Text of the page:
Now is the time to reflect and set goals for 2018 to position yourself to make next year “your year.” Determine what went well in 2017 and what didn’t and write it down. Also, start brainstorming ideas on different ways you can better serve your ideal clients.
Don’t be afraid to stretch yourself a little and step out of your comfort zone when coming up with ideas and setting your goals. Change is good and can be very exciting once you begin to see all of the possibilities that can derive from that one change!
If it doesn’t challenge you, it doesn’t change you.
7 Steps to Reaching Your Goals for 2018
1. Set realistic goals to avoid setting yourself up for disappointment.
For example, if you set a goal to create and launch a new product or coaching program in three months but have no idea what that new product or program is yet or what it entails to ensure a smooth delivery to your new clients, you are setting yourself up for disappointment.
Consider the amount of time and commitment it is going to require of you. Set goals that you know you can achieve within the timeframe you give yourself to reach them.
If you have one big goal for the year, break it into smaller goals to help you with the follow through process. Breaking your big goal into smaller ones lessens the feeling of overwhelm and allows you to make the most of your time, efforts, and energy at each stage. (After all, you can’t eat an elephant in one bite!)
2. Make your goals specific and work on one goal at a time.
It is easier to see what progress you are making when your goals are specific and you are clear on what activities you want to do each day.
Planning out your work schedule will be that more focused on achieving each goal by the projected deadline. Meaning, the chances of you experiencing disappointment at the end of the year because you did not reach your intended goals will be a thing of the past.
3. Determine what tasks/activities need to take place to achieve each goal.
Create a simple goal-setting outline, jot down the tasks and activities on your calendar, and take action. There is no right or wrong way to create your outline. The main thing is that it works for you. Here’s a simple outline I put together as an example:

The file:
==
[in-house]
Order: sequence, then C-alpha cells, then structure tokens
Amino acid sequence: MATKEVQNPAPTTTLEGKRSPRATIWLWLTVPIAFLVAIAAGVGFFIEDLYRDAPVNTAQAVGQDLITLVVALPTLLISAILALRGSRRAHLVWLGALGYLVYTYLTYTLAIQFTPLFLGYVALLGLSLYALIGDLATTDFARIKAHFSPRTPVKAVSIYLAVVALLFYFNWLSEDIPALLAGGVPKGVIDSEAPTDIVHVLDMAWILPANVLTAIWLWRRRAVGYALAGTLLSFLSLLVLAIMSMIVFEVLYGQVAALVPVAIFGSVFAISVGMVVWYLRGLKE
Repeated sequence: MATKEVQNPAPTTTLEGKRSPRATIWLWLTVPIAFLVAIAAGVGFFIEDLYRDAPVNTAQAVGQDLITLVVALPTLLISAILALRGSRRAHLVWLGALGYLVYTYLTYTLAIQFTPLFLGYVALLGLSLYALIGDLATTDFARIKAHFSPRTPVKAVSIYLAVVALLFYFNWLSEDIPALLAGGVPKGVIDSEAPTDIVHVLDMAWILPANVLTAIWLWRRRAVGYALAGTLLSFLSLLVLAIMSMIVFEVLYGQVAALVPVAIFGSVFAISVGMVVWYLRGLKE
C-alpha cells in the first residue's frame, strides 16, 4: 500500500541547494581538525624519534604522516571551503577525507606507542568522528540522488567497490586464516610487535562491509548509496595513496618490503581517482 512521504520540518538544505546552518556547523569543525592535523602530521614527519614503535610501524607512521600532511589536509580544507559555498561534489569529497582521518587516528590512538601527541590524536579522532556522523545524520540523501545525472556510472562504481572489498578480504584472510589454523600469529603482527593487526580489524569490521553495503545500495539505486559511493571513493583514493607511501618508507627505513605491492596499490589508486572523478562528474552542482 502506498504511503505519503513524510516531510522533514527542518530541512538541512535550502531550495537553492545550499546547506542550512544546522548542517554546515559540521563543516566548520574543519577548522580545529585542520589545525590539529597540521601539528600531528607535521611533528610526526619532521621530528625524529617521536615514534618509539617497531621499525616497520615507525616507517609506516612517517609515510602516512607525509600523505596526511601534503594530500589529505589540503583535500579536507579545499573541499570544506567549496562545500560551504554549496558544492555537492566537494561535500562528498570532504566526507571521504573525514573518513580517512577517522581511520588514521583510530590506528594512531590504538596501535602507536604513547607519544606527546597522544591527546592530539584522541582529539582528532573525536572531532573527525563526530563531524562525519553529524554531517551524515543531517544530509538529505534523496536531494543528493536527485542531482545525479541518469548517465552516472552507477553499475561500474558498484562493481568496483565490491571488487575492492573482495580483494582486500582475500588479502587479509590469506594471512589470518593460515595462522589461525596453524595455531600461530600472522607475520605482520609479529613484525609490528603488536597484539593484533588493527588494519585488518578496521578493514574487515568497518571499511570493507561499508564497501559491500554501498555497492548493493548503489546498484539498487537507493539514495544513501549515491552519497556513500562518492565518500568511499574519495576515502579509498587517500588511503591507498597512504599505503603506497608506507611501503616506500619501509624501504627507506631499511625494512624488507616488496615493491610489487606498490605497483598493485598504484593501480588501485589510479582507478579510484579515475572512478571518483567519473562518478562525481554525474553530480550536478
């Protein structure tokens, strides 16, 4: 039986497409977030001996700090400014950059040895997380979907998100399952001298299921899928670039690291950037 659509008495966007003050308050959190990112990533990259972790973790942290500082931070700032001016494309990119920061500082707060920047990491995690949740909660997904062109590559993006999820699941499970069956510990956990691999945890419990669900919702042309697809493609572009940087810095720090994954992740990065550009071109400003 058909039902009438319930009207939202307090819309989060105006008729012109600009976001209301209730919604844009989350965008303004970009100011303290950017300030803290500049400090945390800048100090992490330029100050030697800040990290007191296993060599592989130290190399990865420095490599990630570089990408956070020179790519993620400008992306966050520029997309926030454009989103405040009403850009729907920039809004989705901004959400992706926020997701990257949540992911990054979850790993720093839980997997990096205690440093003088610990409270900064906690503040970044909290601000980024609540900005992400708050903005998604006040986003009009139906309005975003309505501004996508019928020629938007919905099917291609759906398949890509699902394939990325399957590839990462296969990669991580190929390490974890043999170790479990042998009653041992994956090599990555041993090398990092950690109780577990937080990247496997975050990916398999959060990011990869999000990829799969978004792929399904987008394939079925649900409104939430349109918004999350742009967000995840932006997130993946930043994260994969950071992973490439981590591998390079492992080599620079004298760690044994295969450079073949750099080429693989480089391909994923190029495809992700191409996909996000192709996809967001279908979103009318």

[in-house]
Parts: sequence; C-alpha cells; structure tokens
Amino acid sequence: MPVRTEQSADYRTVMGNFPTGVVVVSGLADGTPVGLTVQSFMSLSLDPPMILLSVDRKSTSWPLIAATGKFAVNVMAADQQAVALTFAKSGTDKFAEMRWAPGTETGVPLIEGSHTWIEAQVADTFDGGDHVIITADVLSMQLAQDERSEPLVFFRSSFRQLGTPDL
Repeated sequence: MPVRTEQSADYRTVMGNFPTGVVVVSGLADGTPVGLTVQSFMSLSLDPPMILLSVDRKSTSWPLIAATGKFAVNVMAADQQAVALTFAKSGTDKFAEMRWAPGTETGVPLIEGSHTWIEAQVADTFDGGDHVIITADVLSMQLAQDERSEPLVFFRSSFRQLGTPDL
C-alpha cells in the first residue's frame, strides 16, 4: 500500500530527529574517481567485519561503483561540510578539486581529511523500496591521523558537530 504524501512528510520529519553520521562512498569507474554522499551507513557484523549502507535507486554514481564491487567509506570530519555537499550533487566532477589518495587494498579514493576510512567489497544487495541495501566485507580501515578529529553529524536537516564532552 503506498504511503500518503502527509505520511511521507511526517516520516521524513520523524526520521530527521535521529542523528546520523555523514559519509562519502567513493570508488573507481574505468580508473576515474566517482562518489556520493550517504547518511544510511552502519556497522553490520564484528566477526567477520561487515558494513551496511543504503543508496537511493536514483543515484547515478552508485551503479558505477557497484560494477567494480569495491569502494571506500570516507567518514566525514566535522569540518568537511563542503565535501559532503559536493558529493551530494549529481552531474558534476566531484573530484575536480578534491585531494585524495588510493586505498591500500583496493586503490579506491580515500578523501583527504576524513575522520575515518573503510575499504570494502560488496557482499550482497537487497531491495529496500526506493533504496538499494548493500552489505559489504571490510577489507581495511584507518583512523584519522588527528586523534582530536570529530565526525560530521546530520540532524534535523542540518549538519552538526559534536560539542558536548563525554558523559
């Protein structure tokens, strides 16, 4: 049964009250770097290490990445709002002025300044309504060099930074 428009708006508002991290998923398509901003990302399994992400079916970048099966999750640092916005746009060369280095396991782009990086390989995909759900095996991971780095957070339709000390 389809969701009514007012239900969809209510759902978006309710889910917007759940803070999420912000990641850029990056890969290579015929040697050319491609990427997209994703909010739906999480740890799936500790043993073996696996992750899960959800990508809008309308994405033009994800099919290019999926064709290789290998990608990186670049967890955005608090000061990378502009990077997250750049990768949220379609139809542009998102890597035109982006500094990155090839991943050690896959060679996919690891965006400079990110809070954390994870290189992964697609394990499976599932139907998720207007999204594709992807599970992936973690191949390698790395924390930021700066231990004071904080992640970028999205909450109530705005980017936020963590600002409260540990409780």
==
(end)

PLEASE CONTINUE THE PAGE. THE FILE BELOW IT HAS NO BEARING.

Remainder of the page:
Primary Goal: _____________________________ Achievement Date: ___________________
a. __________________________ Notes: _________________________________
b. __________________________ Notes: _________________________________
c. __________________________ Notes: _________________________________
Action Steps for Task/Activity:
a. __________________________ Complete By: ____________________________
b. __________________________ Complete By: ____________________________
c. __________________________ Complete By: ____________________________
4. Dedicate at least 1-2 hours per day or 5-10 hours per week to create momentum.
Block out this time on your calendar and honor it. Treat this time as a “client” appointment. Out of respect for your client and their time, standing them up would be unacceptable. Why would you treat yourself any less?
5. Write down each goal on an index card, specifying an end date on the top line and list the steps you plan to take underneath.
Put your goal card somewhere in your office where it can be easily seen to inspire and motivate you to work toward it each day. Seeing your goal card and the related tasks on your desk calendar serve the same purpose—a steady reminder that you are on track and one day closer to reaching it!
6. Don’t keep it a secret.
Publicly state your goal by sharing it with colleagues or with a group you belong to. Sharing your goal with someone will make a big difference because it is no longer just known by you. Others will be aware of your goal and will look forward to hearing about your journey and progress you are making along the way.
Yes, it may be a little scary to share your goal with others but you will be glad you did because they will be there to cheer you on and celebrate with you when you achieve it!
7. Find yourself an accountability buddy.
Your partner should be someone who you can trust to be honest and up front with you. It is in your best interest not to pick someone who might be hesitant to ask you the tough questions if you don’t follow through with what you said you were going to do.
For example, picking your best friend, spouse, or significant other would more likely let you slide or will avoid asking you challenging questions because they don’t want to chance hurting your feelings or starting an argument.
The bottom line is that your accountability buddy should be someone who will “hold your feet to the fire” and who is willing to give you constructive criticism.
Now it is up to you. What goals do you want to accomplish in your business for 2018 that will make it your best year ever? Share in the comments below and you will have “Step 6” completed.